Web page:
Private Equity Operating Companies and Women Executives: Did the game change and we missed it? by Paola Doebel

Automatic Summary

Private Equity: Redefining Success for Women in Leadership

Despite the wealth of experience and expertise many women have in the business and technology sectors, private equity still remains largely a men's world. In this blog post, Paula Doble, a senior vice president and managing director at InSoO, shares some insights and steps towards bridging the gender gap.

The Power of Redefining Success

Traditionally, success for women has been tied to securing an executive role in a public company. However, Paula believes this mindset is limiting. She advocates for a paradigm shift to redefine success on your own terms, focusing more on actual ownership and influence over the long-term strategic direction.

The opportunity in private equity-backed (PE-backed) companies is immense:

  • There are two times the number of PE-backed companies than there are public companies;
  • There is a trillion dollars of "dry powder" - unspent funds reserved for company investments;
  • These companies offer real equity ownership;
  • Domains for long-term strategic direction can be made at the board level, giving an impactful authority;

Overcoming Barriers to Entry

However, there aren't many women executives in PE-backed companies. Paula attributes this to two main barriers: market level barriers and self-imposed barriers.

Market level barriers largely stem from the fact that most PE-backed companies prefer to work with people within their network. Therefore, if women don’t have strong relationships within these circles, their chances of getting a top-level role in a PE-backed company are low.
Self-imposed barriers include the fear of ambiguity, risk, and uncertainty in these roles because women typically don’t prefer rapid work environments; These roles, unlike positions in large corporate entities, demand fast-paced results.

What’s Next?

Paula suggests a number of steps to create a gender balance in the PE industry:

  • More women should boldly step forward and actively seek these opportunities;
  • Women in existing PE roles need to open doors for other capable women;
  • Women professionals must be willing to realize their full potential and take calculated risks;
  • Learnability: Women need to keep learning about the big players in the PE industry like KKR, Berkshire, Carlyle, TPG, Blackstone, and Apollo.

All these steps Paul recommends, if implemented strategically, can break the current cycle and enable more women to take on leadership roles in the PE industry.


The world of PE-backed companies offers a wealth of opportunities for women leaders. However, its potential can only be fully harnessed when we shift our perspective to view success not just in terms of title and organ size, but also in terms of real equity ownership and authority. With a fearlessly determined mindset, women can break barriers, become part of networks, and channel their skills towards roles that carry great authority and ownership.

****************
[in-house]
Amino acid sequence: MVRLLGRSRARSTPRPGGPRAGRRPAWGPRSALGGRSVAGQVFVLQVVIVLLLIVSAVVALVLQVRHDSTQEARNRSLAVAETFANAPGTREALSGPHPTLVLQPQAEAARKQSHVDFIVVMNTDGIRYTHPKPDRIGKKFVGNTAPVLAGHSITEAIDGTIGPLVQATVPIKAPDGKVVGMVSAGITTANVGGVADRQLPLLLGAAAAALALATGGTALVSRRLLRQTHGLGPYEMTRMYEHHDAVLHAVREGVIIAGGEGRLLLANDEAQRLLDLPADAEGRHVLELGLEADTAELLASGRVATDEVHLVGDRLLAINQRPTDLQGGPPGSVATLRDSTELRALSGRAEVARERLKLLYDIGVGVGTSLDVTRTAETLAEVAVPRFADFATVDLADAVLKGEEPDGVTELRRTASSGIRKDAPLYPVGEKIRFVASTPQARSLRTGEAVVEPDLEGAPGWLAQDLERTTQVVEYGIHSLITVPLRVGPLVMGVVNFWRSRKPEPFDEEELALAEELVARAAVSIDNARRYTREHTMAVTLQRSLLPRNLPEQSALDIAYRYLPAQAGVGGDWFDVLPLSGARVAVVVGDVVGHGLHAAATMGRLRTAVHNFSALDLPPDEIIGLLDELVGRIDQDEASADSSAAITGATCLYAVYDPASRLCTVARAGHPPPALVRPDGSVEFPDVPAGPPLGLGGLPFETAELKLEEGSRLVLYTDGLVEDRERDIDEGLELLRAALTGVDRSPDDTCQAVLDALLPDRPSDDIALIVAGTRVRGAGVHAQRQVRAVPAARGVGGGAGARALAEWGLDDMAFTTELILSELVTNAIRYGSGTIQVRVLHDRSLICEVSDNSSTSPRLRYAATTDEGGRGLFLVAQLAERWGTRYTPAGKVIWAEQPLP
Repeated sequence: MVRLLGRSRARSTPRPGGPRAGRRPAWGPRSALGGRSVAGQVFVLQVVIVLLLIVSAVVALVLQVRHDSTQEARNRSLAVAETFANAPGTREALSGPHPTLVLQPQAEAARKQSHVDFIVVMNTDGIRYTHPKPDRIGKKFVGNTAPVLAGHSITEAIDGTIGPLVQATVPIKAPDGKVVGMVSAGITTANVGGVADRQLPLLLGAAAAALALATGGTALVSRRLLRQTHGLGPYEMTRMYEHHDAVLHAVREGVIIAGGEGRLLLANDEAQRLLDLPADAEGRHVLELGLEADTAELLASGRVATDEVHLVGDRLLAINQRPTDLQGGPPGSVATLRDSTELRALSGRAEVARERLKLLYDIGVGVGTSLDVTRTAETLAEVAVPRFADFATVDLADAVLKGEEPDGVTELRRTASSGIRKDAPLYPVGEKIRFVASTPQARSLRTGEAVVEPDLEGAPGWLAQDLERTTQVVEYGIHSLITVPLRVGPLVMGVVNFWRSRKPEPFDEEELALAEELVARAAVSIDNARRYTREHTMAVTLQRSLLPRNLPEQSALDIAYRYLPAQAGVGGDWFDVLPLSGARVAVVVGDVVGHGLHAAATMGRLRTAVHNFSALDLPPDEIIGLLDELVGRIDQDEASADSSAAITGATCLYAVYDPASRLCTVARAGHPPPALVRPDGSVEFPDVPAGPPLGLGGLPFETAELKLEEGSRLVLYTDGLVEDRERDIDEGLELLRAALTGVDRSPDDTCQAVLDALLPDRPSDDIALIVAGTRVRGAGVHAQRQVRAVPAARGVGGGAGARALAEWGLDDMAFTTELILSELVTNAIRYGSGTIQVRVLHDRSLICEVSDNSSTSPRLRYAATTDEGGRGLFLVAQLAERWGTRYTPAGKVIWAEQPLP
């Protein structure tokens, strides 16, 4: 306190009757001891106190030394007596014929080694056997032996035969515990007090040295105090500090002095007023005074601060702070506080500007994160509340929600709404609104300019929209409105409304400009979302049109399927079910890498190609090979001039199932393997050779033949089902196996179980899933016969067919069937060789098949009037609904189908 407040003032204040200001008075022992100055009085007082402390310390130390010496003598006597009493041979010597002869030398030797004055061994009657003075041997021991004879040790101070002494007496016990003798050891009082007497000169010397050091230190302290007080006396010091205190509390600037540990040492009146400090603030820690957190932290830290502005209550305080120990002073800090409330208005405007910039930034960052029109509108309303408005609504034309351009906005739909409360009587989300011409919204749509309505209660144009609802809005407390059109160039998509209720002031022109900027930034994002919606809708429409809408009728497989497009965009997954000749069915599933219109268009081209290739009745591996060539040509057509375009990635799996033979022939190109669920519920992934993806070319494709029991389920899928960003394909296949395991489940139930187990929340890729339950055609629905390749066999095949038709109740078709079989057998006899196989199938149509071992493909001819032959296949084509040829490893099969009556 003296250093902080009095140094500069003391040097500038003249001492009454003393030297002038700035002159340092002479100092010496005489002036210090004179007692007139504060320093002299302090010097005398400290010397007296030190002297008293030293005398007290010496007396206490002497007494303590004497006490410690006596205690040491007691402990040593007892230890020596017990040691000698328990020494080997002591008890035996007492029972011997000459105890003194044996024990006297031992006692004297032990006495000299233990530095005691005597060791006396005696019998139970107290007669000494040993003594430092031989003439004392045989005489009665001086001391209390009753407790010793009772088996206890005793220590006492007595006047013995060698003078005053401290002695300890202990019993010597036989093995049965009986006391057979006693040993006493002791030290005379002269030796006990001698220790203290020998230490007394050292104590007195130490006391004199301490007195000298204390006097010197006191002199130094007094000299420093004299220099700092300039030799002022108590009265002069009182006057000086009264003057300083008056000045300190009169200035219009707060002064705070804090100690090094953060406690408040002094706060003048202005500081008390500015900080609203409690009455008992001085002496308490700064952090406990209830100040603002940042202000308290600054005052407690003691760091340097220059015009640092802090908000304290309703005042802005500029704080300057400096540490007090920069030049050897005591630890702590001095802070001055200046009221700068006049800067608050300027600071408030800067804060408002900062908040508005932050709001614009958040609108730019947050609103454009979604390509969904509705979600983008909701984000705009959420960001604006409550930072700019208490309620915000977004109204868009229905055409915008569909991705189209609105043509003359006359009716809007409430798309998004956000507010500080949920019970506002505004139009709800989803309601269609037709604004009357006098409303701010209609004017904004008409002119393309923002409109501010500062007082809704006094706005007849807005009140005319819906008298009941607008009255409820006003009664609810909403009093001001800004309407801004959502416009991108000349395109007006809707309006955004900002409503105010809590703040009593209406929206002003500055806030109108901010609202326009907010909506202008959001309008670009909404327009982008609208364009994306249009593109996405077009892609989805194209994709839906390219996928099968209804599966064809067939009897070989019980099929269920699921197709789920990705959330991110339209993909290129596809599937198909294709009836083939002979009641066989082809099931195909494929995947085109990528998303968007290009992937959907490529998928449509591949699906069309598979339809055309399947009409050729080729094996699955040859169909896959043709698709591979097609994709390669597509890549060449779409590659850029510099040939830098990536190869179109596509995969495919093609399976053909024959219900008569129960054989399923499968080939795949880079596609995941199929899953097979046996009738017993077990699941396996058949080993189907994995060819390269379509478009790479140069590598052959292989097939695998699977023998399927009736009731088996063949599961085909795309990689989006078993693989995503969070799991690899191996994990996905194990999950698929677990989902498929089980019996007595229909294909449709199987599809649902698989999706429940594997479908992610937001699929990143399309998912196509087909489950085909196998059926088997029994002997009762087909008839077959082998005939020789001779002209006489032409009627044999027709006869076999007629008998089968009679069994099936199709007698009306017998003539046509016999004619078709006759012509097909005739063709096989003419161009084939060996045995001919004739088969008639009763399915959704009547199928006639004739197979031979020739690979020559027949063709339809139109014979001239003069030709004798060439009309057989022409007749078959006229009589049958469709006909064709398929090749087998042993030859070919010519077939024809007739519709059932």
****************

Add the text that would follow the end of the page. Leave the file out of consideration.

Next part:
Video Transcription

My name is Paula Doble.I'm a senior vice president and managing director at in SOO, we're a private private equity backed company um uh under the KKR umbrella at this point prior to joining in SOO, I was a senior executive at a, at a large public technology company and I made the move. Um I made the move to the company about two years ago. So I want you to kind of take away or think about three things as I, as I go through this presentation, one of them is, you know, the opportunity that I'm gonna share with you and what it really means in terms of kind of defining success and maybe even where you see yourself two, I want to share a little bit about my own journey.

Um It wasn't just about moving companies, there was some sort of psychological things I had to overcome to move into this role. And then three is the experience that I've had uh trying to recruit uh other women like myself and I wanna share, I wanna share that with you as well. So let's get started. So let's talk about uh the opportunity. Um you know, the reality is and this was shocking when I saw the data at first, but there are two times the number of pe private equity backed companies than there are public companies at this point. And that's been a shifting trend uh in the US since 1996. In addition, there's a about a trillion dollars of what we call dry powder. So a trillion dollars of funds um that are not spent that need to be spent on the sidelines uh to invest in other companies. So what is that? You know, what does that really mean? Um I'm gonna take a minute to kind of talk about the opportunity. So the uh you understand the numbers and I, I want you to think about that as I talk through the rest of this presentation, but in order to really capture that opportunity, we really need to kind of redefine what success means individually.